Joris Laarman: Design in the Digital Age
July 24–December 9, 2014
In the twenty-first century, technological advances continue to offer new ways of creating. Joris Laarman and his partner, filmmaker Anita Star, founded the Joris Laarman Lab in 2004 with the idea of harnessing these advances in creating their designs. They consider the Lab an experimental playground where craftsmen, scientists, and engineers create cultural meaning through technological progress. Laarman’s innovative approach to the design and fabrication process greatly informs the Lab’s design investigations.
The two works of contemporary design on display in the lobby of the High’s Anne Cox Chambers Wing represent Laarman’s explorations in the ever-shifting realm of fabrication through 3-D printing. To make the Dragon bench (2014), Laarman developed his own 3D-printing robot (the MX3D) that draws fluid, molten metal lines into the air. Utilizing computer software developed for the European automotive industry, the Bone armchair (2008) design is based on scientific research of the structural growth patterns of bone and trees and their capacity to add, remove, and redistribute matter in response to external stimuli.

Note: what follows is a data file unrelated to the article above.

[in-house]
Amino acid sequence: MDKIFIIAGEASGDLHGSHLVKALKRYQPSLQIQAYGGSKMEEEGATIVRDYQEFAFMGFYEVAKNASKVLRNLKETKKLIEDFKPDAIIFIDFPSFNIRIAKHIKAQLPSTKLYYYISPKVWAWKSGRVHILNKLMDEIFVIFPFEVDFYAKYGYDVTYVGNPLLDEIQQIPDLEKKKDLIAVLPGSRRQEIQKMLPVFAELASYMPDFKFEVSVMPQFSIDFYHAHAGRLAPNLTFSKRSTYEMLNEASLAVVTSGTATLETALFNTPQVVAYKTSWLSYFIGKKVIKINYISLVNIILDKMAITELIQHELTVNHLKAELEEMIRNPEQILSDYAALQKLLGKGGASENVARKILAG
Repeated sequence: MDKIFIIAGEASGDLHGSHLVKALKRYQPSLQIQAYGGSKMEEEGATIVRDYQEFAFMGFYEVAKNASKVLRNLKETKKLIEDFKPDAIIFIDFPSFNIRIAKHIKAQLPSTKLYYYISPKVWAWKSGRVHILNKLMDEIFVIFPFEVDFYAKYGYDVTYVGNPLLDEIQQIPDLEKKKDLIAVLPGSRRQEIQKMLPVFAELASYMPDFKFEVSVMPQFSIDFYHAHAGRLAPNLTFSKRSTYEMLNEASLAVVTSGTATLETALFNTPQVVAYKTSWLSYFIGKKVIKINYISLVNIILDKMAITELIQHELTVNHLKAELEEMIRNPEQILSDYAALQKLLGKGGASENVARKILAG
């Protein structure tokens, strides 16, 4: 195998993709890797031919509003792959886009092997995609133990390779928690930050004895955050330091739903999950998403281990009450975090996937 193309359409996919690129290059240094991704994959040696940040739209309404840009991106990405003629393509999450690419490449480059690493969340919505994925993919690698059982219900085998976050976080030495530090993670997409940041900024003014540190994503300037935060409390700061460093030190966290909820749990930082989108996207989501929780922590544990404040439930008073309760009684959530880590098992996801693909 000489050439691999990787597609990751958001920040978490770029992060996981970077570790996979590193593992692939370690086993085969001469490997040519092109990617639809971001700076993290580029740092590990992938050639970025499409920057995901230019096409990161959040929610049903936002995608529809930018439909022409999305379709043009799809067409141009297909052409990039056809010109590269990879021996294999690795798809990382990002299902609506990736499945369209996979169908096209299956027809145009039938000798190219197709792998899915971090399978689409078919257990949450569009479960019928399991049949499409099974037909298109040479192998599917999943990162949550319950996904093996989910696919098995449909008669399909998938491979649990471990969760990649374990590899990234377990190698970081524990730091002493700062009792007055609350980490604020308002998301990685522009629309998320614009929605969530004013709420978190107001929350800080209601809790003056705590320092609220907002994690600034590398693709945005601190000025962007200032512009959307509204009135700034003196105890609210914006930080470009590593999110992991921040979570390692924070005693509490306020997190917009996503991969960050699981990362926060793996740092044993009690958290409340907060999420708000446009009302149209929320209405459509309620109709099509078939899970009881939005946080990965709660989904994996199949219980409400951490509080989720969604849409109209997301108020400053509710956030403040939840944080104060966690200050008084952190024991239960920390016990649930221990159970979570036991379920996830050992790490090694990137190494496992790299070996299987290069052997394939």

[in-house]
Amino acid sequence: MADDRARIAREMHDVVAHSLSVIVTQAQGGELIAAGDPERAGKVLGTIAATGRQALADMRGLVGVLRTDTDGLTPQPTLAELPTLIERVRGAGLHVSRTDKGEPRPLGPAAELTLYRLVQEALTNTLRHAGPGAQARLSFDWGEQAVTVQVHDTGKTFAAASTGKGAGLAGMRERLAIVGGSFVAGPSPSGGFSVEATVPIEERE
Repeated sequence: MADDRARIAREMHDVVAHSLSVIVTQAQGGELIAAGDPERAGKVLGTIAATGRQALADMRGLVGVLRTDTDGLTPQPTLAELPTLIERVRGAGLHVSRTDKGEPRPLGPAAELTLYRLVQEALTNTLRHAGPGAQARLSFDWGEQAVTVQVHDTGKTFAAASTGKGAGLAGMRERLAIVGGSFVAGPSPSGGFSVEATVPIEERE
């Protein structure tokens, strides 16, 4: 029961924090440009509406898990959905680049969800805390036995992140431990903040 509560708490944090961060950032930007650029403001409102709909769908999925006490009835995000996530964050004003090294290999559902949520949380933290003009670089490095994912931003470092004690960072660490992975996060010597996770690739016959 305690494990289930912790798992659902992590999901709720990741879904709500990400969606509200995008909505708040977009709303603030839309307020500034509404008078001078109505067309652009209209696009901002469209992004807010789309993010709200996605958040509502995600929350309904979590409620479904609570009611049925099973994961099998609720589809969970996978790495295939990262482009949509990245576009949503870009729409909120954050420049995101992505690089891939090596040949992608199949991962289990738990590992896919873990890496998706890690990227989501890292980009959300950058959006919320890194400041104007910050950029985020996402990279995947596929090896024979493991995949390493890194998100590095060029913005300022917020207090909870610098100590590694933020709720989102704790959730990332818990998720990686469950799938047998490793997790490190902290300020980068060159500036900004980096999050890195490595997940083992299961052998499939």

The High Museum of Art owns several works by Joris Laarman Lab, including the groundbreaking radiator prototype Reinventing Functionality (2003), the dynamic Ivy climbing wall system (2004), and the whimsical Credit brooch (2005), currently on view on the Skyway Level of the Stent Family Wing.